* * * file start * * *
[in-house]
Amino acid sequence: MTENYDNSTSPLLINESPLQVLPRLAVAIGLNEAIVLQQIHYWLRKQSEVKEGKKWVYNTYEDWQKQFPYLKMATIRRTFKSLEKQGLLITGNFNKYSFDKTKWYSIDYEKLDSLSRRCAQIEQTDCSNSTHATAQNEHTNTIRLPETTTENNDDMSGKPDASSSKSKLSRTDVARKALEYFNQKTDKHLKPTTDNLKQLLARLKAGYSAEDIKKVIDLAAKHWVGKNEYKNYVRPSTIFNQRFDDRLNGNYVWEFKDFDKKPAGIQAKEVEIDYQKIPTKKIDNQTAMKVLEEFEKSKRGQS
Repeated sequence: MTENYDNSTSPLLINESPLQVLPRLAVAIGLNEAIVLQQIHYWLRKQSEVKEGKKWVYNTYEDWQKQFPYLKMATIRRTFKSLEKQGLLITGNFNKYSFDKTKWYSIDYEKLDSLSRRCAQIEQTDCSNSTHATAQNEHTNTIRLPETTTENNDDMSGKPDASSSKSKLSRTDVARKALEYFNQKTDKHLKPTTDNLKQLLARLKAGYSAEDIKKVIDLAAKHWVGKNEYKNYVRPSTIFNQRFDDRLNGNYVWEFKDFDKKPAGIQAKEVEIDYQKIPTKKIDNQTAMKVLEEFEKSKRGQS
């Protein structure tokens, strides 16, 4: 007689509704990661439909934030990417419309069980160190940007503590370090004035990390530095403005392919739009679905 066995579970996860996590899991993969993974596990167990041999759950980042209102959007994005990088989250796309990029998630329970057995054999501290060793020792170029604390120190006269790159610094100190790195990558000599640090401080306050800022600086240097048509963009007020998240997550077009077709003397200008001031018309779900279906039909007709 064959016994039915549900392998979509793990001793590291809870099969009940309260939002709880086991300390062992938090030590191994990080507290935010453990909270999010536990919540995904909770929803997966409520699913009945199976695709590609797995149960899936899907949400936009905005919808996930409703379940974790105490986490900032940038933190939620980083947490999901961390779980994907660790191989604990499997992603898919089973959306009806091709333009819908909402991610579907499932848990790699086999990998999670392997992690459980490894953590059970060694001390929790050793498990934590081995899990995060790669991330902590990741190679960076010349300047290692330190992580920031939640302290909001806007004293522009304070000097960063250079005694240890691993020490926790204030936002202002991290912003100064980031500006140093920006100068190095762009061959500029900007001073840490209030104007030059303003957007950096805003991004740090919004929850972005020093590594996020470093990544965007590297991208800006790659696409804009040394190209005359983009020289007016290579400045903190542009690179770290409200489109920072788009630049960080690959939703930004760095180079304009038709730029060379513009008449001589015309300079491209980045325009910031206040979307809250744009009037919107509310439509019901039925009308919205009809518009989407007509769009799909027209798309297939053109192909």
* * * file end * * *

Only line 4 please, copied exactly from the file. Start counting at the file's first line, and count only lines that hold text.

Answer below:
């Protein structure tokens, strides 16, 4: 007689509704990661439909934030990417419309069980160190940007503590370090004035990390530095403005392919739009679905 066995579970996860996590899991993969993974596990167990041999759950980042209102959007994005990088989250796309990029998630329970057995054999501290060793020792170029604390120190006269790159610094100190790195990558000599640090401080306050800022600086240097048509963009007020998240997550077009077709003397200008001031018309779900279906039909007709 064959016994039915549900392998979509793990001793590291809870099969009940309260939002709880086991300390062992938090030590191994990080507290935010453990909270999010536990919540995904909770929803997966409520699913009945199976695709590609797995149960899936899907949400936009905005919808996930409703379940974790105490986490900032940038933190939620980083947490999901961390779980994907660790191989604990499997992603898919089973959306009806091709333009819908909402991610579907499932848990790699086999990998999670392997992690459980490894953590059970060694001390929790050793498990934590081995899990995060790669991330902590990741190679960076010349300047290692330190992580920031939640302290909001806007004293522009304070000097960063250079005694240890691993020490926790204030936002202002991290912003100064980031500006140093920006100068190095762009061959500029900007001073840490209030104007030059303003957007950096805003991004740090919004929850972005020093590594996020470093990544965007590297991208800006790659696409804009040394190209005359983009020289007016290579400045903190542009690179770290409200489109920072788009630049960080690959939703930004760095180079304009038709730029060379513009008449001589015309300079491209980045325009910031206040979307809250744009009037919107509310439509019901039925009308919205009809518009989407007509769009799909027209798309297939053109192909």